Vicor’s DC-DC Converters Help to Rebuild Coral Reef
Vicor Corporation's engineering-expertise combines with U.K.-based CCell Renewables to help restore coral reef growth.
Coastal cities and towns around the world rely on coral reefs to prevent catastrophic damage from storms, tsunamis, heavy waves, and erosion. But coral reef habitats are slowly deteriorating as sea levels rise due to the effects of climate change.
This is why the mission to restore the world’s coral reef colonies — often called the rainforests of the sea — is of increasing importance to the marine science field.
To help advance the development and adoption of manmade systems capable of spurring coral production, Massachusets-based modular power component manufacturer Vicor Corporation recently partnered with London startup CCell Renewables to provide a power delivery system for its reef-growing products.
The Power Behind Regrowth
CCell’s proprietary reef production technique works by directing renewable energy sourced from underwater waves toward a modular steel frame placed on the seabed. Wave paddles or solar panels are then used to direct energy to the steel frame, generating limestone rock through electrolysis. Over five years, the limestone rock becomes the new home for permanent coral growth, restoring a healthy balance to the ecosystem.
Vicor's FPA DC-DC Converter Module involved in the reef rebuilding process.
Throughout this process, CCell’s power modules regulate and distribute the solar and wave energy, but the company still needed a power delivery network that could withstand tough environmental conditions while ensuring limestone growth is maintained efficiently and accurately. To address the issue, CCell is now using Victor’s Factorized Power Architecture to create a precise current operating through the seawater — the modular system pairs Vicor’s PRM Regulator with a VTM Current Multiplier to regulate the voltage and deliver the current to the electrodes.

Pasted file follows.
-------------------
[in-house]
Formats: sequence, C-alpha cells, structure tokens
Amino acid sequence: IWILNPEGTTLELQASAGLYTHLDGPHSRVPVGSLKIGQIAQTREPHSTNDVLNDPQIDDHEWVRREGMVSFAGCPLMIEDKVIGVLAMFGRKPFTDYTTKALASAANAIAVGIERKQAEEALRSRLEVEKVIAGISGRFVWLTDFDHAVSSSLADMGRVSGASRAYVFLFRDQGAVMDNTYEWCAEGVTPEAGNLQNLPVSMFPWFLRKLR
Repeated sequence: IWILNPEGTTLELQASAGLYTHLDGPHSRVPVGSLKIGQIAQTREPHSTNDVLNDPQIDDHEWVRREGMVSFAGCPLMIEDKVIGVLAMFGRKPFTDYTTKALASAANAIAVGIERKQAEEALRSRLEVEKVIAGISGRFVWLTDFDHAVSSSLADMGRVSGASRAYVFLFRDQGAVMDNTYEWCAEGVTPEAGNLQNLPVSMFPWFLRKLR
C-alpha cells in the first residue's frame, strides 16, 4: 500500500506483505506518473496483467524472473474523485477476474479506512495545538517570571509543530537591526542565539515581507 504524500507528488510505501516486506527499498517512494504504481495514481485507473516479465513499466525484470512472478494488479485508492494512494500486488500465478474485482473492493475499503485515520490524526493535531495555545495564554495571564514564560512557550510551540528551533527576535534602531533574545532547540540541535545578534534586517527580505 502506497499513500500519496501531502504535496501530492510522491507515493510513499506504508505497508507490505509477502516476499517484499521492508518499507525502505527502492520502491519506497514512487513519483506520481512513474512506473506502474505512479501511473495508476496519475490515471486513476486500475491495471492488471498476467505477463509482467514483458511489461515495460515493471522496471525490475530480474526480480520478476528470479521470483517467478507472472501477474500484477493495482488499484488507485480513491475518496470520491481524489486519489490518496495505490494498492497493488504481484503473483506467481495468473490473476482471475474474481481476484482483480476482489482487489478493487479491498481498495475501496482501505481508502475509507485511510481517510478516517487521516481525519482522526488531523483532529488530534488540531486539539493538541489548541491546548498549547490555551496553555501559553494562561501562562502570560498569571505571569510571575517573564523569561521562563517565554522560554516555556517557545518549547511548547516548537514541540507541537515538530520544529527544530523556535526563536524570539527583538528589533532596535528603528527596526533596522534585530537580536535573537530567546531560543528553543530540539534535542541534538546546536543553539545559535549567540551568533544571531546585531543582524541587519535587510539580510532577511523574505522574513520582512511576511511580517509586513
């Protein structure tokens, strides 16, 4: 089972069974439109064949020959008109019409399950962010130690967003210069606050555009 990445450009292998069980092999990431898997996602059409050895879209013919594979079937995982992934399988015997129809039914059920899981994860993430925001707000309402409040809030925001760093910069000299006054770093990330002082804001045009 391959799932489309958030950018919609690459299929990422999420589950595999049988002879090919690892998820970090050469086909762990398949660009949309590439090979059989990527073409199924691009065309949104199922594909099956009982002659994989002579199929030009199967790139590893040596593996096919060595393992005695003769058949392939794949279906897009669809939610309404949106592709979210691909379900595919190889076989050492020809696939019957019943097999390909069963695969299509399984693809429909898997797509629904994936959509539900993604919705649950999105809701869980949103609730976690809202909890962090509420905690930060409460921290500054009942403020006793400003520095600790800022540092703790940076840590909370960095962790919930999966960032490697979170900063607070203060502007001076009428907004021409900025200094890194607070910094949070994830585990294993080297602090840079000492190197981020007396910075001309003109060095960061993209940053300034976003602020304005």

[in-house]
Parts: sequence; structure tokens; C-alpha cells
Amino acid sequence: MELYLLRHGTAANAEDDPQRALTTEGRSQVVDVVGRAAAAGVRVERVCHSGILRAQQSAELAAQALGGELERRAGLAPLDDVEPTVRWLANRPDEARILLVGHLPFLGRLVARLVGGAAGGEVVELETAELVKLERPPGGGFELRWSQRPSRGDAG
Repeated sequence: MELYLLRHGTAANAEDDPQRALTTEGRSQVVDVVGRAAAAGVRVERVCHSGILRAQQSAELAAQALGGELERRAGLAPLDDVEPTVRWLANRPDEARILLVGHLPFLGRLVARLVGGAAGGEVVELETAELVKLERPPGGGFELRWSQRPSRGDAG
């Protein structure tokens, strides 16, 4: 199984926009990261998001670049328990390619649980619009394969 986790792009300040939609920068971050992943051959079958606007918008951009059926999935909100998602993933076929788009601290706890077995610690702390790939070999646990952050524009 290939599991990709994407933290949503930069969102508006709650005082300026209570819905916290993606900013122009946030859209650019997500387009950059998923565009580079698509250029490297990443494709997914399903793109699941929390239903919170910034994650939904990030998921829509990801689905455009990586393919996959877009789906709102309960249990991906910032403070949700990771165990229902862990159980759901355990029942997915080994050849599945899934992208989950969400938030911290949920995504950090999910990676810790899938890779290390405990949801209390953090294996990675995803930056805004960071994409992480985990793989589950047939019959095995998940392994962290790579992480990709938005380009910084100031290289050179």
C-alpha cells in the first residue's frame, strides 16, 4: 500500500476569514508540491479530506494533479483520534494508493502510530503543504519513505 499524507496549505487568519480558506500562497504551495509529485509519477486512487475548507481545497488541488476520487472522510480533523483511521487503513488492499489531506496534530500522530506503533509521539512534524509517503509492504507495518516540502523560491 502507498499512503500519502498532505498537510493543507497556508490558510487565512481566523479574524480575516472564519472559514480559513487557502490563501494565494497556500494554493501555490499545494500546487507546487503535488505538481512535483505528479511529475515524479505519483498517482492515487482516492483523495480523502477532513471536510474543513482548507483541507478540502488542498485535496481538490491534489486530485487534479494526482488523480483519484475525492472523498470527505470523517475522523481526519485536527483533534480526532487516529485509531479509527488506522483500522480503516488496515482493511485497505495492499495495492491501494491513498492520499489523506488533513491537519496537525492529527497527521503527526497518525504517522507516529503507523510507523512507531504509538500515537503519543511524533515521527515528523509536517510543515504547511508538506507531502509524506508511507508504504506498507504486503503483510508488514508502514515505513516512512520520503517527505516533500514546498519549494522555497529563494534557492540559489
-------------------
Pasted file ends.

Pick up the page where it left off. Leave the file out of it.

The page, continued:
Vicor's FPA architecture. Image courtesy of Vicor.
In a blog post, CCell CEO Will Bateman stressed the advantage of using Vicor’s technology for this process because of how difficult the process could become without precise power.
“This unique and complicated application has many constantly changing variables needing precise measurement and control to enable accelerated reef growth. Using Vicor’s FPA we now have a high-performing design that we believe is going to make enormous improvements to ecosystems and communities across the entire planet," Bateman said.
The efficient power delivery system will help CCell move further through the market as it plans to build a new 200-meter reef in Mexico. CCell's value proposition is attractive to hotels and other coastal tourism businesses, as well as local governments worldwide. Since starting R&D in 2013, CCell Renewables has received over £2 million in equity-free funding and support from research organizations and government programs in the U.K. and E.U.
According to Vicor's Corporate Social Responsibility page on its website, this isn't the first instance in which Vicor has worked to improve power efficiency. "Vicor Corporation seeks to maintain a modest environmental 'footprint,' in terms of the direct impact of our operations on the environment," the page reads.